This was really a great interview. Logan should be the next Barbara Walters. By which I mean, old school Barbara Walters from back in the day on 20/20 or whatever show she was on that I hazily remember from my childhood. (It's really much, much better than a similar article that ran recently on another web site affiliated with this one, which really made David Shapiro quite unappealing. But this interview is great.)
@gyip Colleges used to do stuff like that for the scholarship kids: doesn't Sylvia Plath write of those indignities when she was at Smith? And Harvard has that thing where students can clean other students' rooms. At my alma mater, the only job open to first-year work-study students was in the dining hall so it was pretty obvious who was on aid and who wasn't. And I will admit: it was kind of embarrassing for me.
@@fo I am of many minds as well. The cheapskate in me would probably proudly saunter through the Poor Door if it meant I was paying hundreds or even thousands less for a similarly-sized apartment, even with crummier fixtures and no view, in a good neighborhood. Keep your shiny refrigerators and pools if it means I can afford a place. There are plenty of "buildings within buildings" like the hotel/condo thing that wouldn't bother me at all. Putting the cheap apartments all on lower floors without views is fine. But if the units are intermingled throughout the building, I would have an issue with separate doors/elevators, because that's just obnoxious. I definitely don't have problems with developers excluding certain tenants from certain amenities (pools, health clubs, etc.). And even in luxury buildings, market rate tenants often have to pay extra for certain things (the $4,100 for a one bedroom recently rented by a friend doesn't automatically include access to the pool and health club in the building. It's an extra $60/month!) NB, I am one of those people paying far below market value for my Manhattan apartment. I don't live in a luxury building. I don't have an elevator, or doorman, or anything like that. I'm sure many of my neighbors-- due to rent control--pay even less than I do. I certainly have a crummier kitchen than other units in the building, but it's functional and fine and I'll take that over the alternative: a smaller apartment in a neighborhood farther out or no apartment to myself at all.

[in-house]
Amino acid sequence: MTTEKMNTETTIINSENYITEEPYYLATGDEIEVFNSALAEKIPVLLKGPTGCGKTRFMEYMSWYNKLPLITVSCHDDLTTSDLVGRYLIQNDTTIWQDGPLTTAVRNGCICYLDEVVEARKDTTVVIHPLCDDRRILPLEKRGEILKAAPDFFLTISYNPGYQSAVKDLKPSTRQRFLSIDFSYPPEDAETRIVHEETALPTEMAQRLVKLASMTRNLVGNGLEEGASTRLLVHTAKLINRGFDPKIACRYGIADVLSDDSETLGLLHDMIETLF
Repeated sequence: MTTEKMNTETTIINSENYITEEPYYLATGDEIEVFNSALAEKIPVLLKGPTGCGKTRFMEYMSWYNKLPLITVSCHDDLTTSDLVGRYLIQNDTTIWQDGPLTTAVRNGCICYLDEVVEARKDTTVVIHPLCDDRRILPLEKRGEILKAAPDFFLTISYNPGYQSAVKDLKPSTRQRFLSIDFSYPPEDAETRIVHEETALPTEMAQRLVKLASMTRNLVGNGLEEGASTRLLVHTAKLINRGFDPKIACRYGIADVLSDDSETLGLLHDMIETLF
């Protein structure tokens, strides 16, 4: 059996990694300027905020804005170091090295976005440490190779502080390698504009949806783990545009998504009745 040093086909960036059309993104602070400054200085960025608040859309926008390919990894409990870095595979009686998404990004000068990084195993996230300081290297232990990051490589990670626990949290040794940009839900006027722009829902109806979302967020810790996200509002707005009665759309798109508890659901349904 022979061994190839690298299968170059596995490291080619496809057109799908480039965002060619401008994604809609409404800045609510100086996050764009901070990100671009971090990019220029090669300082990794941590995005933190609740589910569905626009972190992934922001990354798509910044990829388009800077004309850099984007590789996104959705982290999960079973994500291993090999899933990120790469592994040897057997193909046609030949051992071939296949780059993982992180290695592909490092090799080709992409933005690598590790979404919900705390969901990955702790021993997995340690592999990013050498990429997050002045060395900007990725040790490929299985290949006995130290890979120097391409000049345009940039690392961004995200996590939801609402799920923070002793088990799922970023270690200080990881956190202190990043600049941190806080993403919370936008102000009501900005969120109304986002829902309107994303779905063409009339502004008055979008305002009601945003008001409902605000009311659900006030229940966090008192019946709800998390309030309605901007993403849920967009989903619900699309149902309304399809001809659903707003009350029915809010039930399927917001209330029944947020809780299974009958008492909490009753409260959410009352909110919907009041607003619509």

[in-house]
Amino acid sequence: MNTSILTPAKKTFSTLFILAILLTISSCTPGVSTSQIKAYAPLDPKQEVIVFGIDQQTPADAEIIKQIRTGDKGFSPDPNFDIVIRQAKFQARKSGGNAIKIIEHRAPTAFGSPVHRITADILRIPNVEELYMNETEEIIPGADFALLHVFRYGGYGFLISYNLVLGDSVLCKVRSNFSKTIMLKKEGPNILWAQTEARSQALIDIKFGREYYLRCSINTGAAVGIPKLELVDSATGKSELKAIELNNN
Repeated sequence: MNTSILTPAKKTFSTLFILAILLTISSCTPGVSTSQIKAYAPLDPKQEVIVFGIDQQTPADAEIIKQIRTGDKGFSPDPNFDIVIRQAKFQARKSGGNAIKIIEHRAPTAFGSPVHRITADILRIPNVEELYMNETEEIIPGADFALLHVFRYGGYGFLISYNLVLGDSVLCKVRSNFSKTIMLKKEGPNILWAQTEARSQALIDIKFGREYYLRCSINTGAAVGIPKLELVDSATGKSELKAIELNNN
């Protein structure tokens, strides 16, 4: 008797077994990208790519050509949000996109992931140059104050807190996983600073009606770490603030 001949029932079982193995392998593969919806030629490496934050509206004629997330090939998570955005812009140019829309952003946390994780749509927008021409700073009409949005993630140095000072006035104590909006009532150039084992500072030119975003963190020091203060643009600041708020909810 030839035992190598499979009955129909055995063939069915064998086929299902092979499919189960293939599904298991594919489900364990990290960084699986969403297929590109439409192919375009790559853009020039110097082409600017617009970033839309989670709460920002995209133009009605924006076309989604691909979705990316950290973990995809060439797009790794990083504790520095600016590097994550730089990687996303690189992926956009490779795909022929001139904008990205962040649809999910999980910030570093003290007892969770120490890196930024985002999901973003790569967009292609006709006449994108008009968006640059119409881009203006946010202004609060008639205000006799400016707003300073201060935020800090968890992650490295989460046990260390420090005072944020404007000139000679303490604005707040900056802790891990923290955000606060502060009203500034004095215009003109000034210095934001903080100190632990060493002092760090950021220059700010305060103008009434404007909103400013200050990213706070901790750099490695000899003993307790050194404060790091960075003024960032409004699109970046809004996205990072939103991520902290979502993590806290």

I loved this, thank you Esther and Khadijah And: high-five to the Rutgers union! Signed, a former beneficiary of Its Really Good Health Insurance for Very Little Money
@eatmoredumplings Yes, this absolutely. Not having to hustle, having a sense of security does so much, even if it's not an incredible difference in money. Plus, don't discount the advantages of having institutional support. Tenure-track faculty (usually) have access to other sources of support (additional summer teaching, conference/research funds from a dean's pot) that adjuncts or part-timers don't necessarily get. And of course, to Heather, congratulations!!!
@Allison There is a green tea Japanese Kit Kat. I don't know how it tastes, though, because when I was in the store it was $3 and I refused to pay that much for a Kit Kat. Even an imported one.
@sea ermine Yes, Campers! I still have two pairs of Campers from 1998. I lived in Germany in the late 1990s and apparently bought lots of shoes that lasted a really long time. Although I have one pair (heels) from 2012 or so that I never wear as they revealed themselves to be profoundly uncomfortable, of course only after I wore them enough to make them not returnable. This is the problem with shoes!
@cryptolect YES. It can happen! The price class for such lifelong women's shoes is also eye watering, but in the range of what Gef the Talking Mongoose mentions for men's. I have one pair of shoes from 1999 (yes, 1999) that I still wear. They're a bit rougher these days (I wore them in rain storms), but various shoe guys over the years have resoled and fixed things. I have a pair of boots I spent $800. Yes, $800. I wanted them forever, and let's just say this was retail therapy on the highest order. (I was responsible and actually had the money, because I used the proceeds from a particularly awful freelance job.) But, unlike other things, I've never regretted buying them, as I wore them constantly for years and they always work. I do the minor maintenance-- taps, new soles, etc.-- and I figure they should last many more years. The boots are from Paul Smith, which I admit is a bit over the top. I also have a pair of heels (bought on very deep discount sale), and they are also well-made, but they're less practical, given that they are metallic silver and gray suede, so I can't vouch for lifelong wear on those. Fluevog and (some) Frye are reliable if you don't need overly staid corporate wear. I weirdly love Lands' End (great swimsuits! nice sheets!), but not the shoes. I have had so much bad luck with Lands' End's women's shoes. Inconsistent sizing! Crummy quality! Extremely uncomfortable shoes that should be comfortable! No more Lands' End shoes for me, even when they are marked down to $20 from $100.
@Allison Oh, yes, candy prices! I occasionally want to buy a Snickers bar. And then I see a $1.50 or $2 price tag and resign myself to no Snickers Satisfaction because I just can't. What the hell? It's a Snickers bar, not artisanal Brooklyn-made craft chocolate for chissakes. (That shit's like $8, though.) I really look forward to being a cranky old person.
@Ester Bloom Oh geesh. I had nice teeth as a kid and still have nice teeth as an adult, so that excuse sounds like just a bunch of hooey. I assume I also must have been an extremely, ahem, regular child...